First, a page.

It is easy to write a sensational headline that does not deliver once one read the article. If you, however, want to learn how to write a sensational headline that befits the article, look no further than TheRegister.
I love this headline about Microsoft signing a patent deal with Samsung over Android. It says it all. The content rocks as well.
What is interesting here is the fact that Motorola Mobility is the only holdout that did not signed a patent deal with Microsoft and choose litigation. The fact that others fall like domino is only to be expected: It is not good business to be embroiled in a long and protracted legal lawsuit when you can pay to let it go away.
As Clark noted, Motorola Mobility is now a Google Company. What this means to me is show down time is near. Everyone, especially those who signed the patent deal with Microsoft specifically for Android, will be watching it closely. I will be surprised if one of the contract requires Microsoft to sue Motorola in reasonable time. However, I will not be surprised if it turn out that there is a clause in the patent agreement that give licensee a discount if for whatever reason, Motorola Mobility signed on the dotted line and pay less than them.
What is for sure is the loser in this litigation will come out with a lot of egg on its face. If it is Google, it completely destroyed Android image as open source. If Microsoft did not win this one, while I am sure the patent deals will withstand it, Microsoft will have to give the other party a lot of favour when it comes to signing the next deal to keep them happy. Not to mention the public humiliation for using trump up charge against Android. This charge, if proven to be trump up, is more serious than ‘Linux is Cancer’.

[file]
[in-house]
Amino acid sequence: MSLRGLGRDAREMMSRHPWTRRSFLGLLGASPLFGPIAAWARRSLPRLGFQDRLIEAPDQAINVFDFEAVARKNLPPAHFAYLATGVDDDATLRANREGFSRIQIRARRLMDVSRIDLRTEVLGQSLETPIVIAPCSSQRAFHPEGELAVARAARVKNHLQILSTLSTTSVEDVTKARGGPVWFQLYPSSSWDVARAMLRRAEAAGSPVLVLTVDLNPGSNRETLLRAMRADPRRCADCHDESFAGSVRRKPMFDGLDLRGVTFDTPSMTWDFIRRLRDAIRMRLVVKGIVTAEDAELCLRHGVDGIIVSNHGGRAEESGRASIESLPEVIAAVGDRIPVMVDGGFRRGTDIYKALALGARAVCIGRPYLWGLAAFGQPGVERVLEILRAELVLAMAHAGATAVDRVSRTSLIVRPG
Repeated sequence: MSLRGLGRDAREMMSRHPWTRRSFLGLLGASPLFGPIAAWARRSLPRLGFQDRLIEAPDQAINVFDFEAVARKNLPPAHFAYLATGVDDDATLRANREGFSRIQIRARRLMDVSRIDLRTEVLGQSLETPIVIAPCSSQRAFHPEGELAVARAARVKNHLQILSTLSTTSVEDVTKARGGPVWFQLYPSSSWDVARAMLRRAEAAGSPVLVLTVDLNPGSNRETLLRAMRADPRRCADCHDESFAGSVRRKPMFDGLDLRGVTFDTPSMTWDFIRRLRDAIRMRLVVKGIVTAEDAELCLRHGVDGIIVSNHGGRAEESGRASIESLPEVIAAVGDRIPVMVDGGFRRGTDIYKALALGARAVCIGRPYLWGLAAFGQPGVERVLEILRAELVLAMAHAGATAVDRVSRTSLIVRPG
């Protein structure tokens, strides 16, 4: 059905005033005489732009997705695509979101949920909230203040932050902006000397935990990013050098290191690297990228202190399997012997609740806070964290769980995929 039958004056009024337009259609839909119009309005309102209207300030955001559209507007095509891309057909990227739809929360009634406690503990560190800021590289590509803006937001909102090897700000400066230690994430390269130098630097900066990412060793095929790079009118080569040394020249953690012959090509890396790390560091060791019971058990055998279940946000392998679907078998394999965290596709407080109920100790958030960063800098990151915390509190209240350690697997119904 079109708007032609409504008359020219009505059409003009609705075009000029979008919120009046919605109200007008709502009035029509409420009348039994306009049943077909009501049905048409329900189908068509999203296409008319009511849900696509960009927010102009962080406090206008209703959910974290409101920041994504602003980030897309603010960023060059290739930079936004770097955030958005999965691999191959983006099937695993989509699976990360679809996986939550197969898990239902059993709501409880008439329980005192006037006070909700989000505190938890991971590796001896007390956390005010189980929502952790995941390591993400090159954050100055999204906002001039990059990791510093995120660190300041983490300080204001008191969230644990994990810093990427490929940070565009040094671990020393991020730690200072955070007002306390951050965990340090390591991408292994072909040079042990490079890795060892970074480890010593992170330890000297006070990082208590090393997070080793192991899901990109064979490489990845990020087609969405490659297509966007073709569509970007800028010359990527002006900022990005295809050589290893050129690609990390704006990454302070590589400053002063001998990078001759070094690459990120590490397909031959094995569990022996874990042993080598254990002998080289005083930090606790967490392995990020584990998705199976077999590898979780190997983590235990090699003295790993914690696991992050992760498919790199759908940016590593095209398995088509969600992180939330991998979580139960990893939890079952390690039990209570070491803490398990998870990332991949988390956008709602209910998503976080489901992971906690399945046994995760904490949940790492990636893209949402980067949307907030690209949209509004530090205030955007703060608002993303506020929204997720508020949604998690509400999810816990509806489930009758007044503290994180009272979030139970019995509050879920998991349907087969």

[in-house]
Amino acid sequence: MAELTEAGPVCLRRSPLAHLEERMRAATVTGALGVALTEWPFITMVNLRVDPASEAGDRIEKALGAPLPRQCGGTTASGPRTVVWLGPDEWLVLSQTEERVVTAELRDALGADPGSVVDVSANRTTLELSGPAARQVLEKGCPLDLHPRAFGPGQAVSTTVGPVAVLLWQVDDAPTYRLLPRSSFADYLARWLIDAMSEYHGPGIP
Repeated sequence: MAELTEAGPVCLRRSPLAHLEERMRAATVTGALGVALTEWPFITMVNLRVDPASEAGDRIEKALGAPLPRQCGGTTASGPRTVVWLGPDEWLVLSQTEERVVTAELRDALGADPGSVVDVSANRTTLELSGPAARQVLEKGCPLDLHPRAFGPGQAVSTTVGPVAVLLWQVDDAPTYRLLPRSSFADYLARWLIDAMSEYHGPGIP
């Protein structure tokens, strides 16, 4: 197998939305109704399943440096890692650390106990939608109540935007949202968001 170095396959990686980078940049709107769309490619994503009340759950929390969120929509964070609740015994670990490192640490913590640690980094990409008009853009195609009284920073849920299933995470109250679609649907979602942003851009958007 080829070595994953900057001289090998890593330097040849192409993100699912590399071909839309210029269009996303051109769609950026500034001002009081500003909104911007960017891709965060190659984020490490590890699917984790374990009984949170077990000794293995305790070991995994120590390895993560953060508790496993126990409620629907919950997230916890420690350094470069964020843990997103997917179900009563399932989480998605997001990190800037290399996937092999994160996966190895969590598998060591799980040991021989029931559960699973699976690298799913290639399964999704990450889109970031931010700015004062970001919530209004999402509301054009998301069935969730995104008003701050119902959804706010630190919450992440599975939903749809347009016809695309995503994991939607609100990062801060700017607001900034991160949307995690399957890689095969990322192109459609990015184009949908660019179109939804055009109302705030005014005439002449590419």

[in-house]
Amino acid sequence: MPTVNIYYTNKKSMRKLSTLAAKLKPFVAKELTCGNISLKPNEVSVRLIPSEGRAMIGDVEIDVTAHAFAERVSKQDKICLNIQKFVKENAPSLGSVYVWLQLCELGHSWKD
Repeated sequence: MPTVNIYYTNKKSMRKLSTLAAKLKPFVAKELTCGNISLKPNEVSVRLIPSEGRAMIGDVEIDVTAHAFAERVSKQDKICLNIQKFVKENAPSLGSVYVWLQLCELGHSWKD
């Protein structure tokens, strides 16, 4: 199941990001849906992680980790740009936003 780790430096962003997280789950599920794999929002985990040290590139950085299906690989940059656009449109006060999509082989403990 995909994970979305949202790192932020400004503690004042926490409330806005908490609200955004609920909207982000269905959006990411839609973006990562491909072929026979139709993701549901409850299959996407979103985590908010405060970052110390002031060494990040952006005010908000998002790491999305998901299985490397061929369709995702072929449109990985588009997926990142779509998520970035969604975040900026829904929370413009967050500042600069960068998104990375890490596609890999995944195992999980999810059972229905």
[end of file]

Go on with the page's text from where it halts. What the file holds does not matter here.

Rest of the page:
Referring to Microsoft thinking that cross licensing is the way to go, Clark pointed out that “Demonstrating a firm grasp for self-fulfilling reasoning, Microsoft’s executive duo reckoned a solution to the industry problem of patent litigation is now in sight. That solution is to sign a deal with Microsoft, when it’s Microsoft that is one of those bringing the prosecutions or rattling the sabers. “. On which I would like to add the following two observations: One, if it is truly the way forward, Microsoft should not had trumpeted it as ‘Android needs Microsoft patent’ because it immediately put a huge obstacle for Google to climb over to sign on the dotted line and, two, we still have another 10 ton elephant in the room called Apple which unlike Microsoft, is not interested in cross-licensing deal but is suing others in order to exclude them from the iPhone/iPad market space. In short, cross-licensing is not a solution to the patent nightmare at all.
 As usual, Brian Proffitt’s analysis of the deal is better, way better than mine. I believe he is right when he says Samsung is irked by Google’s for not coming to their defense on Android. However, while it is an important consideration, I do not think this is one of most important consideration when Samsung inked the deal. If I were Samsung, I just want to pay Microsoft to make it go away. I don’t really have the time or effort to go to court to prove it wrong or to counter sue it with patents I own and know they infringed.